New Mirai IoT Botnet Found

May 20, 2018


The Mirai IoT botnet has been utilized to carry out a few of the biggest distributed denial of service (DDoS) attacks ever seen. Since the announcement of the source code in October 2016, there have been many variations of the botnet created. Now a new variation has been identified, which has been called Wicked, because of some of the strings in the source code.

The new variation was found by security scientists at Fortinet, who informed that the new malware variation includes three new abuses which are used to spread the malware. The original Mirai botnet depended on brute force attacks to gain access to weak IoT devices. Although the abuses are not new, several IoT appliances are not updated frequently and remain susceptible to old abuses.

The Wicked botnet checks ports 8080, 8443, 80, and 81 and starts a fresh socket SYN connection on the targeted appliance. As soon as the connection is made, attempts are made to abuse weaknesses to copy the hateful payload by writing exploit strings to the socket. Different activities are used dependent on the port where the link was set up.

On port 8080, Netgear DGN1000 and DGN2200 v1 router exploits are utilized, a CCTV-DVR distant code execution exploit is utilized on port 81, and Netgear R7000 and R6400 command injection exploits are utilized on port 8443. An invoker shell exploits in compromised web servers is utilized on port 80, leveraging hateful web shells already fixed on those web servers.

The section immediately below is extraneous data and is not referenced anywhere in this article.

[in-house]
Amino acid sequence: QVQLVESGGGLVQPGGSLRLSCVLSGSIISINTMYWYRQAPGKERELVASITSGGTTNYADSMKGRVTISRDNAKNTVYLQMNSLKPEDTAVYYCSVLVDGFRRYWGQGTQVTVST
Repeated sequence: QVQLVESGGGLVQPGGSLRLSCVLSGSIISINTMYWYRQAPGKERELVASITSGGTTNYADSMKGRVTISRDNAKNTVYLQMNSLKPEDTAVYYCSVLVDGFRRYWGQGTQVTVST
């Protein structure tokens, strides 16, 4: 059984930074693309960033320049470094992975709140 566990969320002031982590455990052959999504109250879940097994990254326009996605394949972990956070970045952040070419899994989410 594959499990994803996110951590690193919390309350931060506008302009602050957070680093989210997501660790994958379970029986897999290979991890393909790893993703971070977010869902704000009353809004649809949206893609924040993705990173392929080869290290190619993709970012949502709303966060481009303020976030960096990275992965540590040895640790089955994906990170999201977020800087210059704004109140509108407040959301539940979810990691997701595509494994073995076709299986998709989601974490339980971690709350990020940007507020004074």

The scientists first thought the new bot was being utilized as a downloader to fix a different botnet called Sora due to the presence of the string SoraLOADER in the source code. Nevertheless, more research exposed the bot connects to a hateful domain to copy the Owari bot – a variation of Mirai.

Although attempts seem to be made to copy Owari, no samples of the Owari bot might be found in the website directory, in its place they discovered samples of a different bot called Omni.

The scientists found an interview between a threat actor working under the name Wicked, who has earlier been involved with two botnets: Sora and Owari. Wicked declared in that interview that Sora has been retired, even though work was continuing on Owari.

Additional research indicates that both Sora and Owari have now been discarded, and now the present project is exclusively Omni. The Fortinet scientists think Wicked is accountable for creating all four botnets: Wicked, Owari, Sora, and Omni.